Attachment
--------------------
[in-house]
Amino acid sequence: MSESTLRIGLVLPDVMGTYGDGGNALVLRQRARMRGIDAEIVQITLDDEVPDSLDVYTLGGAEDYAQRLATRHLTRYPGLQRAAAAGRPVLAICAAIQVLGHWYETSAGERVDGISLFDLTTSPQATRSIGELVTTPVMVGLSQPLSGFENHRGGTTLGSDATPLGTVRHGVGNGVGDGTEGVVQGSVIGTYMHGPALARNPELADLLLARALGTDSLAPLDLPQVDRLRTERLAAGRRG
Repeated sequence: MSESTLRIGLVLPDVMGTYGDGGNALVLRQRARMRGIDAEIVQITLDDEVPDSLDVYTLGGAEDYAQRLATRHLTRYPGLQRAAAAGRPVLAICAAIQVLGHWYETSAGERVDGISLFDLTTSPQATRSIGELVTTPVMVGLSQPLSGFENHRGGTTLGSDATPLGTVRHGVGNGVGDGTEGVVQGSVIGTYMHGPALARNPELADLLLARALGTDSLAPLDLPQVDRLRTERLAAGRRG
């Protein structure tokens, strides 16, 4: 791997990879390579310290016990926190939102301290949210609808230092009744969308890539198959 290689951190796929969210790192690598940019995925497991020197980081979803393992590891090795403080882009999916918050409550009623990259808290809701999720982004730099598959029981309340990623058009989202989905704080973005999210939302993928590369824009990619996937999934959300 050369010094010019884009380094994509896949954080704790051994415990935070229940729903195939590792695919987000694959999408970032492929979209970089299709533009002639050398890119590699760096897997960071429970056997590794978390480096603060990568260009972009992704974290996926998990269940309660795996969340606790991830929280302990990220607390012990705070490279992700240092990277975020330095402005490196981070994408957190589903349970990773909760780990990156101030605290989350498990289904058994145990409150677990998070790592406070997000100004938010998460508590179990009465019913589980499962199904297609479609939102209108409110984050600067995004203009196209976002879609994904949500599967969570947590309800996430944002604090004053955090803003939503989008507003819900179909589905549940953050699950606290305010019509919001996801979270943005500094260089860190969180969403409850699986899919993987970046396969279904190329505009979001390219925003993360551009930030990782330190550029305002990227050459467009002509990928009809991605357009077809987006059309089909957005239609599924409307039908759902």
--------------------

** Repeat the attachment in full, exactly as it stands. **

[in-house]
Amino acid sequence: MSESTLRIGLVLPDVMGTYGDGGNALVLRQRARMRGIDAEIVQITLDDEVPDSLDVYTLGGAEDYAQRLATRHLTRYPGLQRAAAAGRPVLAICAAIQVLGHWYETSAGERVDGISLFDLTTSPQATRSIGELVTTPVMVGLSQPLSGFENHRGGTTLGSDATPLGTVRHGVGNGVGDGTEGVVQGSVIGTYMHGPALARNPELADLLLARALGTDSLAPLDLPQVDRLRTERLAAGRRG
Repeated sequence: MSESTLRIGLVLPDVMGTYGDGGNALVLRQRARMRGIDAEIVQITLDDEVPDSLDVYTLGGAEDYAQRLATRHLTRYPGLQRAAAAGRPVLAICAAIQVLGHWYETSAGERVDGISLFDLTTSPQATRSIGELVTTPVMVGLSQPLSGFENHRGGTTLGSDATPLGTVRHGVGNGVGDGTEGVVQGSVIGTYMHGPALARNPELADLLLARALGTDSLAPLDLPQVDRLRTERLAAGRRG
């Protein structure tokens, strides 16, 4: 791997990879390579310290016990926190939102301290949210609808230092009744969308890539198959 290689951190796929969210790192690598940019995925497991020197980081979803393992590891090795403080882009999916918050409550009623990259808290809701999720982004730099598959029981309340990623058009989202989905704080973005999210939302993928590369824009990619996937999934959300 050369010094010019884009380094994509896949954080704790051994415990935070229940729903195939590792695919987000694959999408970032492929979209970089299709533009002639050398890119590699760096897997960071429970056997590794978390480096603060990568260009972009992704974290996926998990269940309660795996969340606790991830929280302990990220607390012990705070490279992700240092990277975020330095402005490196981070994408957190589903349970990773909760780990990156101030605290989350498990289904058994145990409150677990998070790592406070997000100004938010998460508590179990009465019913589980499962199904297609479609939102209108409110984050600067995004203009196209976002879609994904949500599967969570947590309800996430944002604090004053955090803003939503989008507003819900179909589905549940953050699950606290305010019509919001996801979270943005500094260089860190969180969403409850699986899919993987970046396969279904190329505009979001390219925003993360551009930030990782330190550029305002990227050459467009002509990928009809991605357009077809987006059309089909957005239609599924409307039908759902």